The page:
Fast Attack Craft (FAC): The FAC (typically equipped with anti-ship missiles) remains a relevant part of many Gulf nations’ fleet structures, despite the move towards building larger corvettes and frigates. The 18 FACs forecasted are part of programmes in Iran, Iraq, and Qatar. They represent 10% of regional naval acquisitions by hull count and over 6% by value.
Patrol: Patrol ships and craft remain a core element in all Gulf navy fleets, and the principal component of smaller navies such as Kuwait and Bahrain. Separate Coast Guard organisations in Saudi Arabia, Qatar and Oman are in the course of executing several new patrol boat acquisitions, while Bahrain and Kuwait are also buying new patrol vessels. Designs vary from 2 tons to 600 tonnes, with seven of 10 new patrol ship programmes in the region acquiring ships of 100 tons or larger.
Amphibious: Amphibious ships and craft serve a wide variety of missions in Gulf navies, most related to transport and logistics. That said, the scope of future amphibious-capable acquisition is currently limited to Qatar and Oman. The Qatari programme is noteworthy as being an 8,000 ton landing platform dock (LPD) based on the Fincantieri Enhanced SAN GIUSTO class LPD in service with the Algerian National Navy. The addition of this ship will significantly expand Qatari capabilities across the spectrum of maritime lift and transport, amphibious assault, sea-based helicopter and naval command and control operations.
Mine Warfare: The history and prevalence of the mine threat to naval and commercial shipping in the Persian Gulf ensures that almost all navies maintain effective mine counter-measures vessels. Kuwait, Qatar, Saudi Arabia and UAE all have active mine countermeasures vessel (MCMV) acquisitions planned, with contract awards expected between 2022-2024. As a ship type, MCMVs represent about 8% of the region’s total forecasted acquisition by hull count and almost 6% by value.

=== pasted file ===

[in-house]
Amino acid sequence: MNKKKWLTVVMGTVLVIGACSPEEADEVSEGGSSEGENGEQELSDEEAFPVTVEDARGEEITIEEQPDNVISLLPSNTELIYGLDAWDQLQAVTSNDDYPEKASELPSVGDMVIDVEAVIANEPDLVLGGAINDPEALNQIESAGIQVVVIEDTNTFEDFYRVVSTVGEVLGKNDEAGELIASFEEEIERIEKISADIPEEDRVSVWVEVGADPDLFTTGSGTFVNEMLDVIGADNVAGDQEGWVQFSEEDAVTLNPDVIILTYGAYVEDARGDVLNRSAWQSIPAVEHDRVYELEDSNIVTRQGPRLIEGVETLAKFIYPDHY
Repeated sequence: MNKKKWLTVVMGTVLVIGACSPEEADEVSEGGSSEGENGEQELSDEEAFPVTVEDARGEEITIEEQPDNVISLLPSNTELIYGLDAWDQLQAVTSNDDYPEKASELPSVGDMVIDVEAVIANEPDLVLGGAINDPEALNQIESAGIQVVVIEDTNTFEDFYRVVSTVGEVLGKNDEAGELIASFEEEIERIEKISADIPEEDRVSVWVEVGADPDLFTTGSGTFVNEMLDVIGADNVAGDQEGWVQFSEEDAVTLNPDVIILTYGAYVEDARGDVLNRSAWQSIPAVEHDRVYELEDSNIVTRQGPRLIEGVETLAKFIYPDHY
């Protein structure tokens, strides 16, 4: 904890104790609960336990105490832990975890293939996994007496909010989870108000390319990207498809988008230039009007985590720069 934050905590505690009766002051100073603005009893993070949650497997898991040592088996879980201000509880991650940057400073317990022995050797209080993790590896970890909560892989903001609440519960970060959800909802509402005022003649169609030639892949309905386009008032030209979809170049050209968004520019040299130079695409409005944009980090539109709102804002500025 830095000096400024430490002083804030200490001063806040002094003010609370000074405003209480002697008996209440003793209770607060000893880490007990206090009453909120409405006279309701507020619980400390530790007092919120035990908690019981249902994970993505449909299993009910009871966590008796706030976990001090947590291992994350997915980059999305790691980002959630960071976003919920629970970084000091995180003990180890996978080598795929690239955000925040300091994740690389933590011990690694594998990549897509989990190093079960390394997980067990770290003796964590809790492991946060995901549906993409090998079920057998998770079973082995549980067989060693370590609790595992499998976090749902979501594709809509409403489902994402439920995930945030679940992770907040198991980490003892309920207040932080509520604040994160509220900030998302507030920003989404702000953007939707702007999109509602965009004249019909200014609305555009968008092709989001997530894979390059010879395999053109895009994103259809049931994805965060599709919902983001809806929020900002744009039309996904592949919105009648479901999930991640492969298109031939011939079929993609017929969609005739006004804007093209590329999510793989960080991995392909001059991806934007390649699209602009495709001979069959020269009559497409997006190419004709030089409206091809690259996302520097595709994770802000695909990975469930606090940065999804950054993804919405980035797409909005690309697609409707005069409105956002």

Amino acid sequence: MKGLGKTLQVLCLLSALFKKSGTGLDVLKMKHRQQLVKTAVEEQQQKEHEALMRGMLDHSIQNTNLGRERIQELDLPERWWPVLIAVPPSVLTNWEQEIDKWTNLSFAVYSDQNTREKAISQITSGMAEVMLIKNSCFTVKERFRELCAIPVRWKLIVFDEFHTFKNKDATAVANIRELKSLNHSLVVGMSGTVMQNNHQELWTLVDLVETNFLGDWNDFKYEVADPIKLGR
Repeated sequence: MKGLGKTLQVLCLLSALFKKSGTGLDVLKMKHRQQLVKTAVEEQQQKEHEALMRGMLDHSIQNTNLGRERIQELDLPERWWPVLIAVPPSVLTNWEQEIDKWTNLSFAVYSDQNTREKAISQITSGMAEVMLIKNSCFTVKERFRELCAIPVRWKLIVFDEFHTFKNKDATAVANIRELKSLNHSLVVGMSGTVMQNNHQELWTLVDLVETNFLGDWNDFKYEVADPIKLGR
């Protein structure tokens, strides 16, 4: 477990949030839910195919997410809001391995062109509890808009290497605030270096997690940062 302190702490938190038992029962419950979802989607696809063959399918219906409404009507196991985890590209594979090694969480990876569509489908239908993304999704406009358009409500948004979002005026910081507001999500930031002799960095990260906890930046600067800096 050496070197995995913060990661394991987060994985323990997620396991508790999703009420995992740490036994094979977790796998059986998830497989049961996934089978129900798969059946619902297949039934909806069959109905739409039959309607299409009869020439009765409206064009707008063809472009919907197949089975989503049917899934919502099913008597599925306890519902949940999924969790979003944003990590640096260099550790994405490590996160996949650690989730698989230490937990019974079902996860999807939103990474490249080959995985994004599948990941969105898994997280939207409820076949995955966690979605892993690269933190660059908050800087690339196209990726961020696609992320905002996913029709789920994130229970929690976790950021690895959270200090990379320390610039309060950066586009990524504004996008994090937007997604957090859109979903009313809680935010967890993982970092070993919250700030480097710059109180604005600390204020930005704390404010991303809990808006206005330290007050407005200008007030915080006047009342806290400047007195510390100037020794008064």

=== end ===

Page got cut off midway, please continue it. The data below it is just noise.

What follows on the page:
Auxiliary/Support: Originating as littoral forces intended for coastal defence, most Gulf navies did not require or acquire significant logistic and support vessels for most of their histories. However, that pattern has changed over the last two decades. Looking ahead, Saudi Arabia, Kuwait and Qatar all have large (2,000-12,000 ton) training and logistics resupply and transport ships in their acquisition plans. Of these, Qatar’s two 90m cadet training ships are building now in the Anadolu (ADIK) Shipyard of Turkey and are expected to be delivered to Qatar by the end of 2022.
Looking at the balance of future regional naval power in the Gulf through the lens of ship types shows a split in the region similar to that seen in the country-by-country look. The littoral and constrained geography of the Gulf, and a mission set focused on near shore maritime security, explains the large numbers of smaller patrol craft and ships in future acquisitions, accounting for 58% of new platforms region-wide. However, since the average per hull acquisition cost of smaller and less robustly equipped patrol ships and craft is US$20M, the total regional investment represented by patrol designs is less than 9% of the more than US$23BN in future spending projected for new platforms across the Gulf.
At the other end of the platform spectrum are the destroyer, frigate and corvette programmes underway or projected. Here, some 24 new ships (13% of the regional total) account for 57% of the region’s new construction market. This reflects the large size and more expensive sensor, weapon, command and control and hull, mechanical and electrical systems that equip these types of ships. The same concentration is also seen when measured by tonnage, with the 67,060 tons of new destroyers, frigates and corvettes representing 44% of all new ships and craft to be acquired by Gulf nations through to 2040.
The issue of new submarine acquisitions by Gulf countries also raises questions. AMI assesses that both Iran and the UAE (but not Saudi Arabia) plan to acquire new submarines in the next two decades. The scope of these future acquisitions is substantial: 10 new hulls representing US$3.8BN in acquisition expenditure (over 16% of the Gulf total and ranking second to the destroyer/frigate type). However, as indicated in Table 5, only three of these 10 new boats (the 1,000 ton Iranian FATEH class) have advanced to contract award and construction. This suggests some skepticism is in order regarding the prospects for new submarines upsetting the balance of naval power in the Gulf over the coming two decades.